Good morning! It’s a new day at Look! We’re Learning! because today we’re featuring our first-ever sponsored post from our good friends at Educents!
The program we’re highlighting is Essential Skills Advantage and it’s an excellent reading and language computer program for children aged 4 to 12! In the past Essential Skills Advantage has been used in the public school system, but the program is now available for homeschoolers and tutoring!
This is a sponsored post. I received access to this program in exchange for this review. See our Disclosure Policy for details.
Essential Skills Advantage Review
A quick rundown of what the Essential Skills Advantage program consists of:
- Thousands of activities for grades K-6
- Reading, Language, and Spelling activities
- A $7.99 monthly membership that includes access to all seven grade levels
The multi-grade level access is what really won me over to the program. We decided to start Roo out with the kindergarten level, just to see how he did. He did so well at it that we’re going to go right into the first grade level with him afterward! Since Essential Skills Advantage allows parents to work on any grade level with their children, it’s simple to go up or down a level as you need to.
As soon as we started, I noticed that the program has a constant background sound of crickets and birdsongs. It literally sounds as if you’re sitting outside while you’re working. It’s very peaceful and relaxing, and I wouldn’t be surprised if that didn’t contribute to Roo’s ability to sit still during the lesson, especially since he has ADHD.
We began with the “Picture Vocabulary” unit in the Complete Reading Grade K program. Rather than working on sight words and phonics right away, ESA starts with simple picture words that are paired with spoken words and related sounds.
For example, in the Animal Names lesson, students are shown a picture of an animal while they listen to the name of an animal being said. If the animal name and picture match, kids click a checkmark. If they don’t match, they click an “X”.
After the Animal Names lesson, we went on to Animal Sounds where Roo matched animal pictures with the sound they make. Since the program shows one picture and plays one sound at a time, it was easy for Roo to concentrate without becoming overwhelmed.
He could also click a picture of an ear when he needed to hear a sound again. The screen uses picture icons and very few words, so he was able to navigate it himself.
In the Food, Transportation, Action, and Clothing units, kids get to play a memory concentration game. They’re asked to flip over cards that match a picture with a written word. The program says the written word as well, which is great for kids who are still working on their reading skills (like Roo).
As they match cards, they get to see part of a picture below the puzzle. For Roo, that was a big incentive to finish the activity, since he wanted to see the finished picture underneath.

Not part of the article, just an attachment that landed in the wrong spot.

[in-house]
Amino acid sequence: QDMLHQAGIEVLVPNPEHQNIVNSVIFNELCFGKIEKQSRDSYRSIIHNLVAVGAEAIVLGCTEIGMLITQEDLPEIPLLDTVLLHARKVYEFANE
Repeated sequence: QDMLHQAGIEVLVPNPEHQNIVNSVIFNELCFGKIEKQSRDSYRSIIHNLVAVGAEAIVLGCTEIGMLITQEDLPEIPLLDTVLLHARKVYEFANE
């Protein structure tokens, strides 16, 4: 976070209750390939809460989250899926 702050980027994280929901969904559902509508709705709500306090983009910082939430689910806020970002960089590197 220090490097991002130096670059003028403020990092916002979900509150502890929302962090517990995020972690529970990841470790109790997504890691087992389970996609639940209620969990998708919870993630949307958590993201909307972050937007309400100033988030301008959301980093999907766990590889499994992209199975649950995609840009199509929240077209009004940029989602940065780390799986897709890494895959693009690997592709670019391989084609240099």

While Roo was working on the Transportation unit, he had to listen to transportation words to see if they matched the pictures of transportation vehicles such as bicycles, cars, and vans. After the word played, Jay would try to distract him by saying “He didn’t say ‘motorcycle’. He said ‘Popsicle’.” or “He didn’t say ‘truck’. He said ‘duck’.” Each time, Roo would say, “No, he said ‘motorcycle’.” or “No, he said ‘truck’.”, which just goes to show how well the program held his attention.
At the end of the Human Body unit, there was a word search activity. Initially, Roo was a little confused about how to do a word search, since it was his first time. We showed him how to look for the beginning letter of each word in the puzzle and then spell out the following letters to make sure he chose the correct word.
It wasn’t long before he got the hang of it. And the look on his face when he found his first word all by himself was priceless. 🙂
What was even more impressive to me about Essential Skills Advantage is that it was so engrossing, Roo sat at the computer for a solid hour and did not move ONCE. We’re talking about a boy who cannot utter a single sentence without turning around in a circle. And he sat in the chair for an hour working on this program. Incredible.
Happy four-year-old learner for the win!
One more thing I loved about Essential Skills Advantage is that it presents small challenges to kids to keep them on task. For example, in the Action Names lesson, Roo was asked to match pictures of action with spoken words. When the program would say a word like “walking”, he would have to look at three pictures and select the one that showed walking.
Of his three choices, two of the pictures rhymed. One picture showed someone walking, and another showed someone talking. That kind of challenge requires kids to practice active listening skills and deliberate attention on their tasks.
We absolutely loved using Essential Skills Advantage! It was a wonderful program that even managed to keep a four-year-old ADHD learner’s attention! If you’d like to learn more about ESA or sign up for a free trial, visit the Essential Skills Advantage website today!
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